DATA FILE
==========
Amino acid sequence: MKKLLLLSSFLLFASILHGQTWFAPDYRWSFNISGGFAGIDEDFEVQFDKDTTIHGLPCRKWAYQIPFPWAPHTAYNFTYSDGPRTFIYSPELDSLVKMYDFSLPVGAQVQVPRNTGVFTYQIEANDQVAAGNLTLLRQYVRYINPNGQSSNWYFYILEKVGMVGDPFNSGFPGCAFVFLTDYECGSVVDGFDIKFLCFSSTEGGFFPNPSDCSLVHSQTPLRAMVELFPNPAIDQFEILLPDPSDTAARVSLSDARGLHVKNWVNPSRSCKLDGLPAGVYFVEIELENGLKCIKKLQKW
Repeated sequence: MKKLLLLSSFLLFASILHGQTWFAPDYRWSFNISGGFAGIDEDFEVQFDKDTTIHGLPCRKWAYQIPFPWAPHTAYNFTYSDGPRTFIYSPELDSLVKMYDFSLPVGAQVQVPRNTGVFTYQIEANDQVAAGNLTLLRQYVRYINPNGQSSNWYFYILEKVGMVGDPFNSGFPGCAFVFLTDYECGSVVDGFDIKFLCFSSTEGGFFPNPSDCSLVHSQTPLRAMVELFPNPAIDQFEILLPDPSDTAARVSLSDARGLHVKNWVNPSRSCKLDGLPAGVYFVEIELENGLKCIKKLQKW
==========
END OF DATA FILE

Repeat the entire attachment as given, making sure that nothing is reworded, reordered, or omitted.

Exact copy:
Amino acid sequence: MKKLLLLSSFLLFASILHGQTWFAPDYRWSFNISGGFAGIDEDFEVQFDKDTTIHGLPCRKWAYQIPFPWAPHTAYNFTYSDGPRTFIYSPELDSLVKMYDFSLPVGAQVQVPRNTGVFTYQIEANDQVAAGNLTLLRQYVRYINPNGQSSNWYFYILEKVGMVGDPFNSGFPGCAFVFLTDYECGSVVDGFDIKFLCFSSTEGGFFPNPSDCSLVHSQTPLRAMVELFPNPAIDQFEILLPDPSDTAARVSLSDARGLHVKNWVNPSRSCKLDGLPAGVYFVEIELENGLKCIKKLQKW
Repeated sequence: MKKLLLLSSFLLFASILHGQTWFAPDYRWSFNISGGFAGIDEDFEVQFDKDTTIHGLPCRKWAYQIPFPWAPHTAYNFTYSDGPRTFIYSPELDSLVKMYDFSLPVGAQVQVPRNTGVFTYQIEANDQVAAGNLTLLRQYVRYINPNGQSSNWYFYILEKVGMVGDPFNSGFPGCAFVFLTDYECGSVVDGFDIKFLCFSSTEGGFFPNPSDCSLVHSQTPLRAMVELFPNPAIDQFEILLPDPSDTAARVSLSDARGLHVKNWVNPSRSCKLDGLPAGVYFVEIELENGLKCIKKLQKW